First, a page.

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The Trump administration's deregulatory agenda continues. Today the Environmental Protection Agency finalized a rollback of Obama-era fuel economy standards. This substantially weakens one of the country's biggest efforts to fight climate change. NPR's Nathan Rott reports.
NATHAN ROTT, BYLINE: You wouldn't think it now with most of the country staying at home, but transportation is the largest source of climate-warming greenhouse gases in the country. That's why the Obama administration mandated that auto manufacturers continue to make more fuel-efficient cars. President Trump has taken aim at that mandate, as he has most of Obama's climate policies. And now he has his replacement - a rule that significantly weakens future standards and should, the administration says, make for cheaper cars. Here's Transportation Secretary Elaine Chao during today's announcement.
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ELAINE CHAO: In essence, it will make newer vehicles more affordable to consumers, safer for passengers and cleaner for the environment.
ROTT: Idea being that cheaper sticker prices means more people will buy newer, safer, more efficient vehicles and save money in the doing.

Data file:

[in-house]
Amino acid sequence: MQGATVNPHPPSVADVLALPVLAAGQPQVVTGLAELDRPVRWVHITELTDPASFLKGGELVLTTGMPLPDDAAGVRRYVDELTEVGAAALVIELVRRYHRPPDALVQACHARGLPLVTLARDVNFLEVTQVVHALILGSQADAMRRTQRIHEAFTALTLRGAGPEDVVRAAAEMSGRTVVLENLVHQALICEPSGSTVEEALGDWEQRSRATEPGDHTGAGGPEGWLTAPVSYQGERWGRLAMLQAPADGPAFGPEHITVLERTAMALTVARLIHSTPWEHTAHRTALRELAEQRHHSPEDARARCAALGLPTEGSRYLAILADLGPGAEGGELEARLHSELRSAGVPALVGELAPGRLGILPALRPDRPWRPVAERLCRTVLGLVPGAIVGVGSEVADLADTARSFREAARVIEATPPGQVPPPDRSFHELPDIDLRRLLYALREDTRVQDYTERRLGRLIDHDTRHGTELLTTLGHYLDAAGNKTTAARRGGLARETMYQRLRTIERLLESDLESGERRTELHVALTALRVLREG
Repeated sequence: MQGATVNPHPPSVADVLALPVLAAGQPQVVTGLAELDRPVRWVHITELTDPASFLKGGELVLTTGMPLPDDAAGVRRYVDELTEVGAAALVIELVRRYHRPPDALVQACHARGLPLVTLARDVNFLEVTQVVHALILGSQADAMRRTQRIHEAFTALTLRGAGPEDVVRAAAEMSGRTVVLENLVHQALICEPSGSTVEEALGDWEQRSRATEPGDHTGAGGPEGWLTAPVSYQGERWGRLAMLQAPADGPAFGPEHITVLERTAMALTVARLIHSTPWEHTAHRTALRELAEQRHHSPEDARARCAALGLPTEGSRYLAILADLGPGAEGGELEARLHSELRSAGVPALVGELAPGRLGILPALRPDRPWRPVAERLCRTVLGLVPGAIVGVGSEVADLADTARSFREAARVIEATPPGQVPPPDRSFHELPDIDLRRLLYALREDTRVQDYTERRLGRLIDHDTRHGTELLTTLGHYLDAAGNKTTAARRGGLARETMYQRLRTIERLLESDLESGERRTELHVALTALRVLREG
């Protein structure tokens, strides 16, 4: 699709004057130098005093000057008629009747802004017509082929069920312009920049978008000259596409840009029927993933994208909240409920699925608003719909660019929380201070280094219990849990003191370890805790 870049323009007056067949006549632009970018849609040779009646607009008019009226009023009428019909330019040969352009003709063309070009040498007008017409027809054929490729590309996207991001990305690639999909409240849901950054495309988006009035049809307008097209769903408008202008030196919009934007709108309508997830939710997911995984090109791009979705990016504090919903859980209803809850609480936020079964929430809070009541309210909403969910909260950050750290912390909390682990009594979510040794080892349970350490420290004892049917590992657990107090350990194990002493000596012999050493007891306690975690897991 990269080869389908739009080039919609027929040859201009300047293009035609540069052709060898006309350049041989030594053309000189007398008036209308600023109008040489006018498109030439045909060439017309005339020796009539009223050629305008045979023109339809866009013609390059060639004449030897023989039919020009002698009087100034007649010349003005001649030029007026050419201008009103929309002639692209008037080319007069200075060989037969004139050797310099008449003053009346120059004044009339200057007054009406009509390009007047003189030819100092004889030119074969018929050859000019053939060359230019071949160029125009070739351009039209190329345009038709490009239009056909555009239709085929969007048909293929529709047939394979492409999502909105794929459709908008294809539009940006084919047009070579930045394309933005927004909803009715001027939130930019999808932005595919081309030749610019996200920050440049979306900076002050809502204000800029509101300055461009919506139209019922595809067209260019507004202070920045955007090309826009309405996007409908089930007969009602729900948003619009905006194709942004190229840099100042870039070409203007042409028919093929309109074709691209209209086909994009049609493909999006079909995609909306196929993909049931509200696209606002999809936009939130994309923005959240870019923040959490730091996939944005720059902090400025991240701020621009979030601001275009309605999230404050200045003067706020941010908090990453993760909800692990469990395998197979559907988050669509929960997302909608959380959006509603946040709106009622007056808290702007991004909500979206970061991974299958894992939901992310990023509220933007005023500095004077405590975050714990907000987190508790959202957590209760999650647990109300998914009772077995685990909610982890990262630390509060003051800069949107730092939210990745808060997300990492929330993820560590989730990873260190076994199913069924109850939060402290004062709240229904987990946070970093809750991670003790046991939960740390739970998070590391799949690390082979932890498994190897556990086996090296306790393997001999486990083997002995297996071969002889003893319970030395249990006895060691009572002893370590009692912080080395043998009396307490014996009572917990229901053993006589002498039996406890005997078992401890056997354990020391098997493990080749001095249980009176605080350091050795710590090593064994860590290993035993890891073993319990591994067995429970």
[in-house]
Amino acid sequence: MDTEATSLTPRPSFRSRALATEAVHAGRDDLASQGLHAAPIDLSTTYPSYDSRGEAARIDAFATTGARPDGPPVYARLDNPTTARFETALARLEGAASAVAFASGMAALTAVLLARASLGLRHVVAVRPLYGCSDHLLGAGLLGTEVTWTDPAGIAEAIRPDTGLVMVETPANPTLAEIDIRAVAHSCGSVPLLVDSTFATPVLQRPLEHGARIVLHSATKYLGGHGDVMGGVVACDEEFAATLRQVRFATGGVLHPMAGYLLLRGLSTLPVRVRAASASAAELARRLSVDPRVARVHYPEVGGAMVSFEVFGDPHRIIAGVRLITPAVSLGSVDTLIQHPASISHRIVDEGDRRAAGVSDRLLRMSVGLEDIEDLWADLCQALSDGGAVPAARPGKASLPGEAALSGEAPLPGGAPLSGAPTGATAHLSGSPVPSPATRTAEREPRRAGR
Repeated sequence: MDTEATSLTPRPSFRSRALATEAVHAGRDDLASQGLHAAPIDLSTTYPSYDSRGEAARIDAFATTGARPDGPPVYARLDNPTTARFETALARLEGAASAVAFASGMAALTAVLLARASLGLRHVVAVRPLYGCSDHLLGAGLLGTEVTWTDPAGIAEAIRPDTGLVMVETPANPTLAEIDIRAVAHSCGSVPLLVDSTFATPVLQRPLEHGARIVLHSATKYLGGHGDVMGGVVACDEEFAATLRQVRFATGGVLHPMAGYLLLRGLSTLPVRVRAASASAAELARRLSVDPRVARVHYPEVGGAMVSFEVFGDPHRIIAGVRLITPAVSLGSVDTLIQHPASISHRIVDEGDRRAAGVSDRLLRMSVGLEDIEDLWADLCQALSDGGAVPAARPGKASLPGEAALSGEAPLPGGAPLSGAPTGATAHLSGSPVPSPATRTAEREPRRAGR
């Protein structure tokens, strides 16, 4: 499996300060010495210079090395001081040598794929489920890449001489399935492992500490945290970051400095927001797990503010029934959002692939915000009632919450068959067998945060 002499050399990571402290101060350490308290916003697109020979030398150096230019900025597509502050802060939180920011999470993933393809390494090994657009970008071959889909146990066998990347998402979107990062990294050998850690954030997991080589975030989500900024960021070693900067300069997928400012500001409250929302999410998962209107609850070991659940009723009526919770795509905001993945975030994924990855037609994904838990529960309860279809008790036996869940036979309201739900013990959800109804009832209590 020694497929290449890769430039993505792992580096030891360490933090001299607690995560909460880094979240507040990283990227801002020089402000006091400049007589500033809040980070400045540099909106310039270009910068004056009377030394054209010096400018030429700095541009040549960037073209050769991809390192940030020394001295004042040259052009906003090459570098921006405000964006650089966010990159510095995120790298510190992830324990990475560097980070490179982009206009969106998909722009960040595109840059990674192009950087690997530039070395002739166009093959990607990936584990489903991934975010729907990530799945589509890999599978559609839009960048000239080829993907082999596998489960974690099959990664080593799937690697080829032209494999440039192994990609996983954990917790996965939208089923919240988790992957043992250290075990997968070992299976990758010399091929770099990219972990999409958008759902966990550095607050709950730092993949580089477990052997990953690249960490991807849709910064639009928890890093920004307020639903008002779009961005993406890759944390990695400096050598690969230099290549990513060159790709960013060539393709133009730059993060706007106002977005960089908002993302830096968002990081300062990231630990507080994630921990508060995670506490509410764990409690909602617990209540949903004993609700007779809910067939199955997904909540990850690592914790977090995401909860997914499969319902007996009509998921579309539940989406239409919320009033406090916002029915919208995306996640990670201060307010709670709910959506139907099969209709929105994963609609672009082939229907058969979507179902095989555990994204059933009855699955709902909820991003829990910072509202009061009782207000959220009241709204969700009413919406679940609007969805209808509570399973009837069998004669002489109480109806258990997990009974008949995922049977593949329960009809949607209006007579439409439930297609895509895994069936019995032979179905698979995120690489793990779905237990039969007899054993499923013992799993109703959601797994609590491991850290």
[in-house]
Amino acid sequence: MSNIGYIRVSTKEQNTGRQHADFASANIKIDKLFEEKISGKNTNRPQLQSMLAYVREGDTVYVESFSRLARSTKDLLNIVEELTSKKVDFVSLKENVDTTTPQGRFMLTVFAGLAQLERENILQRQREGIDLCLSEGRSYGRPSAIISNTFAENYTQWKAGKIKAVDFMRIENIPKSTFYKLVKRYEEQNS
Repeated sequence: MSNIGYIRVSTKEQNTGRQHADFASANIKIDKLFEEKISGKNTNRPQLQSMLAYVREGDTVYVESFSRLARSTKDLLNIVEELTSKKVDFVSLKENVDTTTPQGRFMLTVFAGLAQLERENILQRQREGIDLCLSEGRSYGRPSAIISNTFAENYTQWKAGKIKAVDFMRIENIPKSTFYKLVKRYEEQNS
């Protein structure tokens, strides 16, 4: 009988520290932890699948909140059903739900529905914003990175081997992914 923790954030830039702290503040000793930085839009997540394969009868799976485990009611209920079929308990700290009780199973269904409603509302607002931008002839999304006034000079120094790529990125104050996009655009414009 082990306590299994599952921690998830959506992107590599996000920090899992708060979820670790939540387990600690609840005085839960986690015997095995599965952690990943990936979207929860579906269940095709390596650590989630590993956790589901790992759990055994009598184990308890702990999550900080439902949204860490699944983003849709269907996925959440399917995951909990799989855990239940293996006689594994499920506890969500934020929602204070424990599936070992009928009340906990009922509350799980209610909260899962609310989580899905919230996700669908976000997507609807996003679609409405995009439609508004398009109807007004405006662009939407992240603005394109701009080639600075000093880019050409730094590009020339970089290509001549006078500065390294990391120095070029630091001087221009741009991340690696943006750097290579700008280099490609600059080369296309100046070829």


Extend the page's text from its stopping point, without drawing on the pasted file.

ANN CARLSON: The problem with that argument is that more fuel-efficient cars are cheaper for consumers over the long run.
ROTT: Ann Carlson is an environmental law professor at the University of California, Los Angeles.
CARLSON: So when you actually do the math, even if you pay a little bit more upfront, you save a lot more over the lifetime of the car.
ROTT: That's just one of the problems with the math the administration has used to justify this change. Even the EPA's own scientific advisory council slammed earlier versions of the rule, saying the agency's underlying technical analysis contained significant weaknesses. Antonio Bento, a professor of policy and economics at the University of Southern California, says that's because the administration is cherry-picking numbers to support this rollback. For example, the EPA says this change will save thousands of lives because people will be in newer, safer cars. But to reach that number, they're assuming a car will be driven for 40 years.
ANTONIO BENTO: Which is also a not-calculation (ph) because if you think about it, vehicles don't last that long.
ROTT: In fact, in today's announcement, the EPA says the average age of vehicles on the road right now is the highest it's ever been at 12 years. Numbers like that are sure to come up in lawsuits challenging the change. More immediately, Bento and others say, the announcement, which will lead to dirtier air, is tone deaf, given the country is dealing with a pandemic affecting people's lungs.
Nathan Rott, NPR News.
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